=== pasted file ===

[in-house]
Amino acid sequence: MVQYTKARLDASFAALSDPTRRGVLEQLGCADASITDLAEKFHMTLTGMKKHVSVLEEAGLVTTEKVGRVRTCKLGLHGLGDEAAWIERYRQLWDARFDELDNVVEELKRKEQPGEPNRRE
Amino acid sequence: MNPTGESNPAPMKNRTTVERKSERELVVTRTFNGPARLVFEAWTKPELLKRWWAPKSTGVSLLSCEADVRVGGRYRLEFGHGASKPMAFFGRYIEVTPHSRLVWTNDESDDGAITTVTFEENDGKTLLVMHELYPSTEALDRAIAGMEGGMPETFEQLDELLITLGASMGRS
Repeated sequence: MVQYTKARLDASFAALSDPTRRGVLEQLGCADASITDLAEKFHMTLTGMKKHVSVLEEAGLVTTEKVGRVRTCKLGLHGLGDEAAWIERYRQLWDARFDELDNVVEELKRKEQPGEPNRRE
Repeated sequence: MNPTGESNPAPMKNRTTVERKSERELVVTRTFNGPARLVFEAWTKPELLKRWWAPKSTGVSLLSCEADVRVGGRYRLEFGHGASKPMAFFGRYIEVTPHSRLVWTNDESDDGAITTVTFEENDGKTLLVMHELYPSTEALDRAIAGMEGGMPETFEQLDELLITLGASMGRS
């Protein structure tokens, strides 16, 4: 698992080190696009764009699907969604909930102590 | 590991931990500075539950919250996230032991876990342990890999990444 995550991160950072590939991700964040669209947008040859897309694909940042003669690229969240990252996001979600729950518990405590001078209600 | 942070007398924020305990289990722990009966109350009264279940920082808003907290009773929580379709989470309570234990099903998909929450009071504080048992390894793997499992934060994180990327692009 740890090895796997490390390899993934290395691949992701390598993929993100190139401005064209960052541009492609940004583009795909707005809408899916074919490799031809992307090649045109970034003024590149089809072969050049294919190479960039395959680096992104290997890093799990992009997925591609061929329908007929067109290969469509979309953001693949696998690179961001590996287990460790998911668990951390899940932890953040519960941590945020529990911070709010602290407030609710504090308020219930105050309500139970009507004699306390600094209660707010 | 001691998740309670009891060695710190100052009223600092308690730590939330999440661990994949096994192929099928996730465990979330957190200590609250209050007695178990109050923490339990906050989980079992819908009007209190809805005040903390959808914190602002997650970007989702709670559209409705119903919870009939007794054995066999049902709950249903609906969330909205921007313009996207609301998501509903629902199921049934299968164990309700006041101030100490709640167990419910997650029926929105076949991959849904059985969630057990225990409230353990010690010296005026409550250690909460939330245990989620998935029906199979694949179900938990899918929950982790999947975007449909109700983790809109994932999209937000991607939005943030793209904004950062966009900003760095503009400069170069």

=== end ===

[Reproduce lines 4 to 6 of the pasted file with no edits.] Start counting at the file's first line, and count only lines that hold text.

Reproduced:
Repeated sequence: MVQYTKARLDASFAALSDPTRRGVLEQLGCADASITDLAEKFHMTLTGMKKHVSVLEEAGLVTTEKVGRVRTCKLGLHGLGDEAAWIERYRQLWDARFDELDNVVEELKRKEQPGEPNRRE
Repeated sequence: MNPTGESNPAPMKNRTTVERKSERELVVTRTFNGPARLVFEAWTKPELLKRWWAPKSTGVSLLSCEADVRVGGRYRLEFGHGASKPMAFFGRYIEVTPHSRLVWTNDESDDGAITTVTFEENDGKTLLVMHELYPSTEALDRAIAGMEGGMPETFEQLDELLITLGASMGRS
């Protein structure tokens, strides 16, 4: 698992080190696009764009699907969604909930102590 | 590991931990500075539950919250996230032991876990342990890999990444 995550991160950072590939991700964040669209947008040859897309694909940042003669690229969240990252996001979600729950518990405590001078209600 | 942070007398924020305990289990722990009966109350009264279940920082808003907290009773929580379709989470309570234990099903998909929450009071504080048992390894793997499992934060994180990327692009 740890090895796997490390390899993934290395691949992701390598993929993100190139401005064209960052541009492609940004583009795909707005809408899916074919490799031809992307090649045109970034003024590149089809072969050049294919190479960039395959680096992104290997890093799990992009997925591609061929329908007929067109290969469509979309953001693949696998690179961001590996287990460790998911668990951390899940932890953040519960941590945020529990911070709010602290407030609710504090308020219930105050309500139970009507004699306390600094209660707010 | 001691998740309670009891060695710190100052009223600092308690730590939330999440661990994949096994192929099928996730465990979330957190200590609250209050007695178990109050923490339990906050989980079992819908009007209190809805005040903390959808914190602002997650970007989702709670559209409705119903919870009939007794054995066999049902709950249903609906969330909205921007313009996207609301998501509903629902199921049934299968164990309700006041101030100490709640167990419910997650029926929105076949991959849904059985969630057990225990409230353990010690010296005026409550250690909460939330245990989620998935029906199979694949179900938990899918929950982790999947975007449909109700983790809109994932999209937000991607939005943030793209904004950062966009900003760095503009400069170069």